A Haunting on Fuencarral Street

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Diego de Torres Villarroel

It would probably be easier to tell you what the 18th century Spanish writer Diego de Torres Villarroel didn’t do. According to his highly picaresque autobiography, Torres did all sorts of different jobs, including working as a bullfighter, dancer, soldier, lock picker, astrologer, and math professor. He was also said to be a prophet, although his apparent predictions of the death of the Spanish King Louis I and the French Revolution were more vague coincidences than actual prophecies.

In 1723, after moving to Madrid, a poverty-stricken Torres was forced to work as a smuggler to get by. One day, Torres’ fortunes changed when a messenger from Josepha de Figueroa, the Countess of Arcos, paid him a visit. The messenger looked pale and sick, and explained that the Countess wanted Torres to come stay at her house. For the past three nights, the Countess’ home had been knocked by loud, unexplained noises.

The Countess was afraid that her house, which was located on Fuencarral Street, was being haunted by a duende. In Spanish folklore, duendes are creatures similar to goblins, tricksters who come into people’s homes to harass them and drive them crazy with loud noises. (Our demented friends from The House of the Lions, the follets, are technically a Catalan variety of duende.)

Torres was skeptical about the story, but agreed to investigate the haunting. When he arrived at the Countess’ house, he found the servants pale and quiet, and the Countess terrified. That night, they all banded together and slept in the same bedroom, Torres included.

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A Skeptical Law Student

AntoniodeTorquemada

Antonio de Torquemada.

In the “Garden of Curious Flowers (1570),” a hodgepodge work of miscellanies that had the proud distinction of being banned by the Inquisition, the Spanish author Antonio de Torquemada recounted a bizarre story that many people in Italy and Spain could supposedly vouch for. The tale concerned a student named Juan Vázquez de Ayola, who with two of his friends went to Bologna to study law.

While searching for a place to stay, the Spaniards asked some local men in the street if they knew any places friendly to foreigners. One of the men, smiling, pointed to a boarded-up house. His friends told the Spaniards that this was meant to be a good old-fashioned Bolognese joke; the house had been unavailable the past twelve years because it was haunted. Ayola, playing the straight man, asked if he could have the keys.

The owner of the house did his best to turn the students away. He told them all about the horrible things people had seen there, but the Spaniards laughed them off. They were modern 16th century college boys, dammit, and they didn’t believe in anything as silly as ghosts. So the owner coughed up the keys and the Spaniards got themselves a haunted house.

After moving in, the Spaniards had a hard time finding servants for their new home. They were able to hire one woman as a cook, but she refused to do her job inside the house. A month passed, and much to the astonishment of the Bolognese, the Spaniards were still living in the house without having seen or heard anything strange.

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How Gnomes Drove an Artist to Kill Herself

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The Castle of La Boca, named after the neighborhood in Buenos Aires where it stands, is a big and beautiful representation of Catalan modernism. It’s also supposedly haunted, which is why many people call the building’s tower “The Ghost Tower.” The eponymous ghost of the tower is said to haunt the top floor, where people have heard anguished shouts and disembodied footsteps.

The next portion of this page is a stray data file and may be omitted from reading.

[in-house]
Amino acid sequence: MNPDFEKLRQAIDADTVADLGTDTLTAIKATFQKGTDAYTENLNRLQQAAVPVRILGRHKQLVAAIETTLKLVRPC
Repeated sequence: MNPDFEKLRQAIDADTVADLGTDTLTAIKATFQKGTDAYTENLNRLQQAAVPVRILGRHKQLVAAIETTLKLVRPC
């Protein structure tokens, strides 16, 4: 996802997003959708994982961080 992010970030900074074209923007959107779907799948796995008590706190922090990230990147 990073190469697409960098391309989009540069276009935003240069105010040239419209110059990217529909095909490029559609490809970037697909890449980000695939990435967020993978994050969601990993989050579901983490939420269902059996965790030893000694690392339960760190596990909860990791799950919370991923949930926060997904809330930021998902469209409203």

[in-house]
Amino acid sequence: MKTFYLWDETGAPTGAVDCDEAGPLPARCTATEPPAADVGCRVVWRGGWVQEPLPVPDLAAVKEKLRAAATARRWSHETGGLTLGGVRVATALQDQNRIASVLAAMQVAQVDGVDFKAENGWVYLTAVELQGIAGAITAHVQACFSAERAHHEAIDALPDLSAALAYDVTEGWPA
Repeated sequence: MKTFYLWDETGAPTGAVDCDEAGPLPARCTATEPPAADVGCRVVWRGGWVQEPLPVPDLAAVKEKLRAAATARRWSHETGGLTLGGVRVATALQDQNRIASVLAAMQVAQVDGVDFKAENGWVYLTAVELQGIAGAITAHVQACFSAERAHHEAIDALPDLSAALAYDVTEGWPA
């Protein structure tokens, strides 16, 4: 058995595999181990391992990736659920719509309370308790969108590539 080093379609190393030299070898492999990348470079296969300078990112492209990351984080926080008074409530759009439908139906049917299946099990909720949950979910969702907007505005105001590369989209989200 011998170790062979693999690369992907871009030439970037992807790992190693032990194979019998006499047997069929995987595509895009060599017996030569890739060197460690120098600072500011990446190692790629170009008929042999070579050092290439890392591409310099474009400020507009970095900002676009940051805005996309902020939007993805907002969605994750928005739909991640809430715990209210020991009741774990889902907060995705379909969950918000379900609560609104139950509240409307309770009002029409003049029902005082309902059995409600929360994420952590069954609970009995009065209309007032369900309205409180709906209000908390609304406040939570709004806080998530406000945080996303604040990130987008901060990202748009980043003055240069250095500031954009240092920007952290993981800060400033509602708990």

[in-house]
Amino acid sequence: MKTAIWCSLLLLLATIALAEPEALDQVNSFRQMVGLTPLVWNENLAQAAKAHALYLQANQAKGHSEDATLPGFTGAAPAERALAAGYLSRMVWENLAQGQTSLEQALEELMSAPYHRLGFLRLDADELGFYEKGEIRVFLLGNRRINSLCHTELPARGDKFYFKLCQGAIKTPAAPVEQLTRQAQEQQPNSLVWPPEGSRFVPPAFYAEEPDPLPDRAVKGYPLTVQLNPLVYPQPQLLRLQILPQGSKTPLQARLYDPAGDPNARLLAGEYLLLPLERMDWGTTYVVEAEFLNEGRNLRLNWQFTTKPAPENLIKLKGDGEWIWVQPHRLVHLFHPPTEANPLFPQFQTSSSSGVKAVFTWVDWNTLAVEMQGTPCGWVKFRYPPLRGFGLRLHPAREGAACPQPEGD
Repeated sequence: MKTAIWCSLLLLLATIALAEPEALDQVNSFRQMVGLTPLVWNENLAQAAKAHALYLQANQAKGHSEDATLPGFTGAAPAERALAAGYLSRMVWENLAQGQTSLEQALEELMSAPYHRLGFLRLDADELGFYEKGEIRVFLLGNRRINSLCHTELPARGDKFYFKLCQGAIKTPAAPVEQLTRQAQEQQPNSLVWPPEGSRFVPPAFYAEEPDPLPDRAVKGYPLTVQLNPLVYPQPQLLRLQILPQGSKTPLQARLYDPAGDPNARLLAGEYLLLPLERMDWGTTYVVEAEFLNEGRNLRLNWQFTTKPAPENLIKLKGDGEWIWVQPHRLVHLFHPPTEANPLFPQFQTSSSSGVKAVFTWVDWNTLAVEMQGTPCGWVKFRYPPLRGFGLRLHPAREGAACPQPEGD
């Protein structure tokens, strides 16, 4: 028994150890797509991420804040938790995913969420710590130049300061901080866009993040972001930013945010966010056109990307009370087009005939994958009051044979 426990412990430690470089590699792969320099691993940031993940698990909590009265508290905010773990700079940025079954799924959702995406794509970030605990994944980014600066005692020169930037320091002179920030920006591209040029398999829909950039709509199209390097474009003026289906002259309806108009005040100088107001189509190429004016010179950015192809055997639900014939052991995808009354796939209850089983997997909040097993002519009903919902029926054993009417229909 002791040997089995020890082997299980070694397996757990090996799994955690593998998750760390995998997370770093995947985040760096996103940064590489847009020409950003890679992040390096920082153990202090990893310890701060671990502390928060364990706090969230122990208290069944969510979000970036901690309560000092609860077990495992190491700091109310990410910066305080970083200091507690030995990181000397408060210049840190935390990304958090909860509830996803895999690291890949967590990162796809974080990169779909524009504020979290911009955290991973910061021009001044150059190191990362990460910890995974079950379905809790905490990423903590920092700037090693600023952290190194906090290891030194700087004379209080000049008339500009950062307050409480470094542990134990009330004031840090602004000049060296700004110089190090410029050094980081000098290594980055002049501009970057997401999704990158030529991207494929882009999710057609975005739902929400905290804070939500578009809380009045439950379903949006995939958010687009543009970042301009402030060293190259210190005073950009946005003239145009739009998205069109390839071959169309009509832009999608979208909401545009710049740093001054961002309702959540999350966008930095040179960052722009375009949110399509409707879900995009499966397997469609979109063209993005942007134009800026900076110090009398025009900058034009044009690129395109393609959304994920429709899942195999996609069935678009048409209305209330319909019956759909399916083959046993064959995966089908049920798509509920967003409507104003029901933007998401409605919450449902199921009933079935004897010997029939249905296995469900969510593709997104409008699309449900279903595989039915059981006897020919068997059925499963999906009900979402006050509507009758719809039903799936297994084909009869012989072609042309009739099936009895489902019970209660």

According to legend, the ghost is a painter named Clementina, a young art student who lived there a century ago. The story behind Clementina’s demise involves a nostalgic rancher, a noisy reporter, and a bunch of mischievous follets, a creature in Catalan folklore similar to gnomes.

The story begins with the estanciera (rancher) Maria Luisa Auvert Arnaud. Auvert owned a very profitable estancia, a rural estate like a ranch, making her one of the wealthiest people in Buenos Aires. In the early 20th century, Argentina was experiencing a great boom in immigration from Europe. Hoping to make some money off these new Argentinians, Auvert bought a plot of land in La Boca and planned to get into real estate.

Despite her French-sounding name, Auvert’s family had roots in Catalonia. On her new land, Auvert hired the Catalan architect Guillermo Alvarez to build a house that would remind her of her family’s homeland. To maximize the Catalan flavor, Auvert imported furniture and plants from the old country, including some mushrooms she put on the balconies.

When the construction was completed in 1908, Auvert was so happy with the final product that she dropped the idea of renting the building and took the house for herself. The Castle should have been her dream home, but Auvert quietly packed her bags after living there for only a year. Nobody knew why she moved so suddenly, though neighbors said they sometimes heard her and her servants yelling at something at night.

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The Kuykendall Family Phone “Hack”

TacomaWashington

In 2007, three families in Tacoma, Washington claimed to be the victims of a hacker who spied on them through their cellphones.

Today’s post is a guest article written by Carla. 

In February 2007, three families, including the Kuykendall family, started receiving strange phone calls from an unknown source. It all started when Courtney Kuykendall’s phone started acting weird and sending text messages to her friends and family. It was odd, but didn’t seem too alarming at the time. The family chalked it up to interference or a glitch by the cell phone carrier.

Things took an alarming turn, however, when Courtney’s family received numerous threatening calls. These calls included death threats towards the lives of her family, pets and grandparents. Naturally concerned, the family alerted the authorities. The police listened to the calls and tried to determine where they were originating from.